envelopes, that he was filled with admiration of her amorous cunning.
'Everything is really all right, isn't it?' she said as she kissed him for the last time.
'Of course it is!'--But why, he wondered, as he took his lonely way back through the streets, was she so anxious to get that power of attorney?
LÉON began very soon to assume an air of superiority in the presence of his companions. He saw less of them than he had done, and was neglecting his work.
He waited for her letters and read them over and over again. He wrote to her. He conjured up her image with the full force of his desires and memories. His longing to see her again, instead of diminishing with absence, increased to such an extent that one Saturday morning he played truant from his office.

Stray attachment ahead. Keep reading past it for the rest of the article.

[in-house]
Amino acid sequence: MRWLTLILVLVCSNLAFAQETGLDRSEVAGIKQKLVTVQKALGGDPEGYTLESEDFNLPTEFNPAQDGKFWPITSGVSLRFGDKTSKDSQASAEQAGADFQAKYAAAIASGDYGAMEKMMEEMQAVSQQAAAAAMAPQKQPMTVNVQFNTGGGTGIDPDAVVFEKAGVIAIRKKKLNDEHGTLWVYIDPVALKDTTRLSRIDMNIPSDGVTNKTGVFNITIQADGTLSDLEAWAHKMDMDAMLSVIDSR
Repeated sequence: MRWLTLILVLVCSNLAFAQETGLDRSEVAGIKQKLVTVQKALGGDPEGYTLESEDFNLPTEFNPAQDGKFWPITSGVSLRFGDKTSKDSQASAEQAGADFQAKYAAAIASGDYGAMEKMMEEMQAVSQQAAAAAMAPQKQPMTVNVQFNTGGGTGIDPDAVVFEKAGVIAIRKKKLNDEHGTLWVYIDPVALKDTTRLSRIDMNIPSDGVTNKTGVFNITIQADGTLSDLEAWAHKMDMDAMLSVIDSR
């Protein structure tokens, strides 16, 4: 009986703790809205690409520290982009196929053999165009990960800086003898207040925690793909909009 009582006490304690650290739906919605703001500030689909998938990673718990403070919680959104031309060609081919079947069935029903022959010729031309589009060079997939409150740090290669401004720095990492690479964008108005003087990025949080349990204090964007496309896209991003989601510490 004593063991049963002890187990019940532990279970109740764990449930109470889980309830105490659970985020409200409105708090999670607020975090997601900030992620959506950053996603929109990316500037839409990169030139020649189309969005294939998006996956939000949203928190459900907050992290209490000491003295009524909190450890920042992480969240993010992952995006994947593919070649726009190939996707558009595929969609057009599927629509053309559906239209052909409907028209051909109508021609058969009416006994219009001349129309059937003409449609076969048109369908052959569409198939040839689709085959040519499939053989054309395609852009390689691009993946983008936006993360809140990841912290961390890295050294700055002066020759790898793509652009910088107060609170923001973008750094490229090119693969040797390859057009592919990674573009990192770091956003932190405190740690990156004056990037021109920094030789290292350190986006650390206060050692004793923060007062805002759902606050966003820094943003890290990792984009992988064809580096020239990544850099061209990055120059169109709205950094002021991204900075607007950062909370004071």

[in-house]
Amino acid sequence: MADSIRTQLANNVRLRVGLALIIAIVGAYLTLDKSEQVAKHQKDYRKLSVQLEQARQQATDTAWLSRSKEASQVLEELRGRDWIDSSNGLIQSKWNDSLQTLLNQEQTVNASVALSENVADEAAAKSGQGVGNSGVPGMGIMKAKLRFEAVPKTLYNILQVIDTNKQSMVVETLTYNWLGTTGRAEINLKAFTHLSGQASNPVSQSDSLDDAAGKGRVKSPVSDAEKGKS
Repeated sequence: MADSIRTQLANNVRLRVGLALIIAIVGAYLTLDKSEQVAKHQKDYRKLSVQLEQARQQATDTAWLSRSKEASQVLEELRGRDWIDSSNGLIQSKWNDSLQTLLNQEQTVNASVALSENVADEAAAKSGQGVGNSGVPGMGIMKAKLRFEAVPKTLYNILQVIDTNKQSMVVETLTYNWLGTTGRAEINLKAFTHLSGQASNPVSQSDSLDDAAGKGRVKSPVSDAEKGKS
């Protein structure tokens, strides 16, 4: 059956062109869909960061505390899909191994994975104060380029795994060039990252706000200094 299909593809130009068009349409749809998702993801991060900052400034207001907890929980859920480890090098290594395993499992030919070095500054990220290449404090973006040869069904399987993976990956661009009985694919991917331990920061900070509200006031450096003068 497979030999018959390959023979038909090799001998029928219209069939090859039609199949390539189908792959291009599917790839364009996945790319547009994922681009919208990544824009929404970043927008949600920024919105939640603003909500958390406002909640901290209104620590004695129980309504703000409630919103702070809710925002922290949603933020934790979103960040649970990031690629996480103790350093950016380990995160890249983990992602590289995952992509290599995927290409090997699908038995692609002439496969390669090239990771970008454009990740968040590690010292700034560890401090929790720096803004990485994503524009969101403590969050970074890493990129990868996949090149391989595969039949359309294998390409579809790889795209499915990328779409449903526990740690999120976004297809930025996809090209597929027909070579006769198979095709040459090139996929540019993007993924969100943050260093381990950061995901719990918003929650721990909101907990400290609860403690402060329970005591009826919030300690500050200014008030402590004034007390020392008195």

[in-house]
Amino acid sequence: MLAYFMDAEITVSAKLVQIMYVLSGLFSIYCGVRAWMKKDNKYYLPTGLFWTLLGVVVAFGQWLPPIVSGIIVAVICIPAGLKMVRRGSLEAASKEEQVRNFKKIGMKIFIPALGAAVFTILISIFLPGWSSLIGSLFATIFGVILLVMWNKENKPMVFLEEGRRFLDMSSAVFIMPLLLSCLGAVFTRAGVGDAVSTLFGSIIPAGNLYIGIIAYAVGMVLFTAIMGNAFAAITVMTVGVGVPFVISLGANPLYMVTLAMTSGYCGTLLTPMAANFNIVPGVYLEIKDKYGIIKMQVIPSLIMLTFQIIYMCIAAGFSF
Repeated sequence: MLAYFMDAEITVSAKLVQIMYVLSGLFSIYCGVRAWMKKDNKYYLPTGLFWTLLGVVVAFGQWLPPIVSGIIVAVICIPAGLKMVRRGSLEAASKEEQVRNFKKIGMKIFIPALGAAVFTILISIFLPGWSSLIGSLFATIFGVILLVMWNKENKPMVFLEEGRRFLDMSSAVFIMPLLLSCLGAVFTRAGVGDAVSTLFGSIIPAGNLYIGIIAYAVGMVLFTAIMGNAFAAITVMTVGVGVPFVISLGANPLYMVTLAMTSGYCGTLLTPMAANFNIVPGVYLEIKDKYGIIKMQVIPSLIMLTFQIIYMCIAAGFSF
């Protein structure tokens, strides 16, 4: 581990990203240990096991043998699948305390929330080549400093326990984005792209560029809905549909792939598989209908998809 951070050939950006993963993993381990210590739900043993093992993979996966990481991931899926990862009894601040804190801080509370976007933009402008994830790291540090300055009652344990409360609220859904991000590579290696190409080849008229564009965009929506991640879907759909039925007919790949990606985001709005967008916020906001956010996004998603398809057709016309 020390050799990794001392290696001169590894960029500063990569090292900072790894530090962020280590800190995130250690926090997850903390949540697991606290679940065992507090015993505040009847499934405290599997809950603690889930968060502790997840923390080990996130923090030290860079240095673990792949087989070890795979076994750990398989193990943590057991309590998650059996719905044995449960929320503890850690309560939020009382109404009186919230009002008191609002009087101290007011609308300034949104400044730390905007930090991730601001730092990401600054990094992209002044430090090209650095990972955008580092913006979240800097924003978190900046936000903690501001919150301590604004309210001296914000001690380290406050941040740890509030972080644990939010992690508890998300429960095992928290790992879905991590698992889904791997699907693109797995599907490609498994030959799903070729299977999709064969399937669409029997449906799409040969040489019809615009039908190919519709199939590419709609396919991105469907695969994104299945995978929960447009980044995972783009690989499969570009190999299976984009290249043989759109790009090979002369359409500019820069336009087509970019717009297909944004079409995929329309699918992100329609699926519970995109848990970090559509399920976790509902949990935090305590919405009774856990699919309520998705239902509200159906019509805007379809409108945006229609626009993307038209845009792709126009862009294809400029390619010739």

When, from the top of the hill, he saw the church-tower below him in the valley, with its tin weather-vane turning in the breeze, he felt the same sort of pleasure compounded of triumphant vanity and egotistical sentiment as must come over a millionaire returning to his native village.
He prowled round her house. A light was shining in the kitchen. He watched her shadow on the blind. No one appeared.
When old Madame Lefrançois saw him, she became very talkative. He was 'taller and thinner' than he used to be, she said. Artémise, on the other hand, thought him 'stockier and more tanned'.
He dined, as of old, in the small parlour, but without a companion, for Binet, sick of waiting for the Swallow, had now advanced the time of his meal by an hour, and sat down at five o'clock punctually, though he still quite often asserted that the old ticker was slow.
Plucking up courage, Léon went across and knocked at the doctor's door. Madame was in her room, and it was a quarter of an hour before she came down. Monsieur seemed to be delighted to see him again, but did not stir from the house all that evening or the next day.
Léon saw her alone late that evening, behind the garden, in the lane--that same lane where she had been wont to meet another! The